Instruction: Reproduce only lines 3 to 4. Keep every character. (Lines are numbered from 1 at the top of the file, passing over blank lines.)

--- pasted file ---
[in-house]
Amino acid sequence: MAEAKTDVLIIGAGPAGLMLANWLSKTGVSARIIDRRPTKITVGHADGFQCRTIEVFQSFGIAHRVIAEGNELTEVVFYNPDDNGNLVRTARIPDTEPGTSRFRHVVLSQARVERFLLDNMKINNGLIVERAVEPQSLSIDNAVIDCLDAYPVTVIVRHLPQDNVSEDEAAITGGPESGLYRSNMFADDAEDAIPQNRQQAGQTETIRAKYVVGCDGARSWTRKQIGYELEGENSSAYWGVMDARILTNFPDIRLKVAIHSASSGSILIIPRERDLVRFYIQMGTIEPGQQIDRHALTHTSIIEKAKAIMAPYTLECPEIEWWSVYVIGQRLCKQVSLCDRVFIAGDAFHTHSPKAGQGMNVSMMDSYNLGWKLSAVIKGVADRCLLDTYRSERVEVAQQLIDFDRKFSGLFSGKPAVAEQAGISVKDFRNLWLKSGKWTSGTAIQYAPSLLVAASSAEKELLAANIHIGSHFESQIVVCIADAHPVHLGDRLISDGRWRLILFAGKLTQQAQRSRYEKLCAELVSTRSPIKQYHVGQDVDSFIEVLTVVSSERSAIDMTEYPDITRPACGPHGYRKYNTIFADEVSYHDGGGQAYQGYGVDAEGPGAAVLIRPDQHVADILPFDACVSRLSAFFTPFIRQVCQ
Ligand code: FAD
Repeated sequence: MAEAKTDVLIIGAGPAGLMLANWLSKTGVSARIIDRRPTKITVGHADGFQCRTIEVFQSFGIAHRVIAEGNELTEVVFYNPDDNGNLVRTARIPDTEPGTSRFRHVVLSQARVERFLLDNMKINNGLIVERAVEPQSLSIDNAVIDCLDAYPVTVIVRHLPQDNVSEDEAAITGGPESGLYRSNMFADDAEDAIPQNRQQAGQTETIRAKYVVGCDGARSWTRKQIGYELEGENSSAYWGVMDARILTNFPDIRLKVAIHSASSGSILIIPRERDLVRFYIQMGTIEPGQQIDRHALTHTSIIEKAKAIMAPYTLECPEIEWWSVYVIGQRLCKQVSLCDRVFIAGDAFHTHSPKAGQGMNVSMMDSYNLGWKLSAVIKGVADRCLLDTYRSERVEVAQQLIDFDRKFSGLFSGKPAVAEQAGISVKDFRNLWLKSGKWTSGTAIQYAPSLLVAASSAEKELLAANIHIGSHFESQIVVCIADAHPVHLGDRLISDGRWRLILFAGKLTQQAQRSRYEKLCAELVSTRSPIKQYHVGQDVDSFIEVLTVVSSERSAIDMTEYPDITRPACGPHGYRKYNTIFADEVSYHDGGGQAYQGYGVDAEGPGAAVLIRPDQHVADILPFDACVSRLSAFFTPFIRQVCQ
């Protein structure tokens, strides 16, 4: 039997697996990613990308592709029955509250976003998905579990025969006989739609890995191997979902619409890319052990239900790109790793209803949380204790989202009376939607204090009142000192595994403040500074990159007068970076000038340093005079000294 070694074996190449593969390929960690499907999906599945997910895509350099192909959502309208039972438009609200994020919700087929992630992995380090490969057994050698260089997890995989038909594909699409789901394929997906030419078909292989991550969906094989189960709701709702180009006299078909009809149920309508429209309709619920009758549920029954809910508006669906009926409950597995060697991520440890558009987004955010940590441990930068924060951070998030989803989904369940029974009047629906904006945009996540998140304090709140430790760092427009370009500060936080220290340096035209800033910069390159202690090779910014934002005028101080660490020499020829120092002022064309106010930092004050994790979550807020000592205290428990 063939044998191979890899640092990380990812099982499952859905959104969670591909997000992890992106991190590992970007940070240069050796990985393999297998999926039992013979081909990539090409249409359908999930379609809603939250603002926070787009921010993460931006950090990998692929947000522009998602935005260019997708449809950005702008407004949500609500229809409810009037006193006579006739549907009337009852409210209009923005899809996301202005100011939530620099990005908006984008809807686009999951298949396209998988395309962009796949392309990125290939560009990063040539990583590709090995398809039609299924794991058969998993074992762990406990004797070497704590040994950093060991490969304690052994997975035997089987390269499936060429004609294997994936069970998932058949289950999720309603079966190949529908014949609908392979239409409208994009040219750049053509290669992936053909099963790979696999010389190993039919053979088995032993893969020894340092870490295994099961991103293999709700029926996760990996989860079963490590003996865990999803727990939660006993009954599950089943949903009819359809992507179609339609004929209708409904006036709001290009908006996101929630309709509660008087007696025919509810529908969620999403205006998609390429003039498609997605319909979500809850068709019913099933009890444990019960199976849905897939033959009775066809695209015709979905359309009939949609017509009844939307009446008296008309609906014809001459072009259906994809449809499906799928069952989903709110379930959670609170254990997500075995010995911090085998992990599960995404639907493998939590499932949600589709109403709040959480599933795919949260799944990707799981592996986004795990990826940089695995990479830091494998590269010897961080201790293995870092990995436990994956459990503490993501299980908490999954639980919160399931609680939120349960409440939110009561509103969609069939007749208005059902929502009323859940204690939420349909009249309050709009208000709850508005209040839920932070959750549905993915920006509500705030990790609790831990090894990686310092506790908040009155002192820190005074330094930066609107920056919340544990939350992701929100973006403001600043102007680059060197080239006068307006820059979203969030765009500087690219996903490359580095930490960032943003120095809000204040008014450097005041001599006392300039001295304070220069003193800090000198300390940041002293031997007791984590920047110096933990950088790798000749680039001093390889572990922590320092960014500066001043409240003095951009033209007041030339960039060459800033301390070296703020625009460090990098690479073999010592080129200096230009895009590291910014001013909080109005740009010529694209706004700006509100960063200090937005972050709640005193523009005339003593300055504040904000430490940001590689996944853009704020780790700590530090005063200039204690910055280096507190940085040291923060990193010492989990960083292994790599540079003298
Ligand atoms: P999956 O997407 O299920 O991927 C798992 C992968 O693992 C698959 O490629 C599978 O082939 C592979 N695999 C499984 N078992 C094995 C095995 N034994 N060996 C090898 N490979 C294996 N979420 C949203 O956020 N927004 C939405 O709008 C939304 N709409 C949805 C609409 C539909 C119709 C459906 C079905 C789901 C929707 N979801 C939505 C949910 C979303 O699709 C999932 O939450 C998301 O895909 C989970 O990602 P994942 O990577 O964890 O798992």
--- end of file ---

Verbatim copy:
Ligand code: FAD
Repeated sequence: MAEAKTDVLIIGAGPAGLMLANWLSKTGVSARIIDRRPTKITVGHADGFQCRTIEVFQSFGIAHRVIAEGNELTEVVFYNPDDNGNLVRTARIPDTEPGTSRFRHVVLSQARVERFLLDNMKINNGLIVERAVEPQSLSIDNAVIDCLDAYPVTVIVRHLPQDNVSEDEAAITGGPESGLYRSNMFADDAEDAIPQNRQQAGQTETIRAKYVVGCDGARSWTRKQIGYELEGENSSAYWGVMDARILTNFPDIRLKVAIHSASSGSILIIPRERDLVRFYIQMGTIEPGQQIDRHALTHTSIIEKAKAIMAPYTLECPEIEWWSVYVIGQRLCKQVSLCDRVFIAGDAFHTHSPKAGQGMNVSMMDSYNLGWKLSAVIKGVADRCLLDTYRSERVEVAQQLIDFDRKFSGLFSGKPAVAEQAGISVKDFRNLWLKSGKWTSGTAIQYAPSLLVAASSAEKELLAANIHIGSHFESQIVVCIADAHPVHLGDRLISDGRWRLILFAGKLTQQAQRSRYEKLCAELVSTRSPIKQYHVGQDVDSFIEVLTVVSSERSAIDMTEYPDITRPACGPHGYRKYNTIFADEVSYHDGGGQAYQGYGVDAEGPGAAVLIRPDQHVADILPFDACVSRLSAFFTPFIRQVCQ